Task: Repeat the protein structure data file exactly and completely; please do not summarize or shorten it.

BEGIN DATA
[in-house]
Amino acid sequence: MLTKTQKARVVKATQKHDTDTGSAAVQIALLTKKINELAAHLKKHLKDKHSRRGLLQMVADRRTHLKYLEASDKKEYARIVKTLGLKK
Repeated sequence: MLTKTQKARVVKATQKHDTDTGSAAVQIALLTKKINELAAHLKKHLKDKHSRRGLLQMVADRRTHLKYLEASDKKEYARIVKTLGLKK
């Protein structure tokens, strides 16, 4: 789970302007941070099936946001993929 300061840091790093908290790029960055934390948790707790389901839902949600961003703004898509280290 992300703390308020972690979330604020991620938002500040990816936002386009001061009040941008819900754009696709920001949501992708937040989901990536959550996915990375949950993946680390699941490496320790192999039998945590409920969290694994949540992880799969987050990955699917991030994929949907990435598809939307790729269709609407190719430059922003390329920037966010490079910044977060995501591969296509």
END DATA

[in-house]
Amino acid sequence: MLTKTQKARVVKATQKHDTDTGSAAVQIALLTKKINELAAHLKKHLKDKHSRRGLLQMVADRRTHLKYLEASDKKEYARIVKTLGLKK
Repeated sequence: MLTKTQKARVVKATQKHDTDTGSAAVQIALLTKKINELAAHLKKHLKDKHSRRGLLQMVADRRTHLKYLEASDKKEYARIVKTLGLKK
């Protein structure tokens, strides 16, 4: 789970302007941070099936946001993929 300061840091790093908290790029960055934390948790707790389901839902949600961003703004898509280290 992300703390308020972690979330604020991620938002500040990816936002386009001061009040941008819900754009696709920001949501992708937040989901990536959550996915990375949950993946680390699941490496320790192999039998945590409920969290694994949540992880799969987050990955699917991030994929949907990435598809939307790729269709609407190719430059922003390329920037966010490079910044977060995501591969296509």